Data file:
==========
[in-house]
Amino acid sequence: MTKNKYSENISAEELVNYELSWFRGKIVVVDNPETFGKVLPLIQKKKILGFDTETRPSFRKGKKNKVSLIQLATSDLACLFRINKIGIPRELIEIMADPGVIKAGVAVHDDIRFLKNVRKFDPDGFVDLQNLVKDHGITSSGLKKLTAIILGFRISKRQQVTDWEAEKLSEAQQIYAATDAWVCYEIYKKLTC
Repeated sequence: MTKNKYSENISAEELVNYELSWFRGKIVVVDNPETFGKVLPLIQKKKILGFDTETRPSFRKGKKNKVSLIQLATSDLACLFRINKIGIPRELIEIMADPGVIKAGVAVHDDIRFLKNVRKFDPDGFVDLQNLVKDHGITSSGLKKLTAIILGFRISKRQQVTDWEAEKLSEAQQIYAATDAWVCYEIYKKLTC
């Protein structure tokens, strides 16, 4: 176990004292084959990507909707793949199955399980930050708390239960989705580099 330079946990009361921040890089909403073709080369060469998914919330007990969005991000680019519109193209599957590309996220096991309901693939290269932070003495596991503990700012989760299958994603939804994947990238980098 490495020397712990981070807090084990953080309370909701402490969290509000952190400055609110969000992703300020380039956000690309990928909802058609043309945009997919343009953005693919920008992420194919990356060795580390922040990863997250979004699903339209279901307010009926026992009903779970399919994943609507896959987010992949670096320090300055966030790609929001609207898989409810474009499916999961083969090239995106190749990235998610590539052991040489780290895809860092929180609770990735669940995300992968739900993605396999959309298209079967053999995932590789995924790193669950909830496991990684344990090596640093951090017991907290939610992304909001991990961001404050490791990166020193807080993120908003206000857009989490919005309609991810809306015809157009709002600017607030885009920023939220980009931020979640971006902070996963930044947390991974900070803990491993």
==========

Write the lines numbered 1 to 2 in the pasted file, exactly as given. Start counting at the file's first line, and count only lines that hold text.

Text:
[in-house]
Amino acid sequence: MTKNKYSENISAEELVNYELSWFRGKIVVVDNPETFGKVLPLIQKKKILGFDTETRPSFRKGKKNKVSLIQLATSDLACLFRINKIGIPRELIEIMADPGVIKAGVAVHDDIRFLKNVRKFDPDGFVDLQNLVKDHGITSSGLKKLTAIILGFRISKRQQVTDWEAEKLSEAQQIYAATDAWVCYEIYKKLTC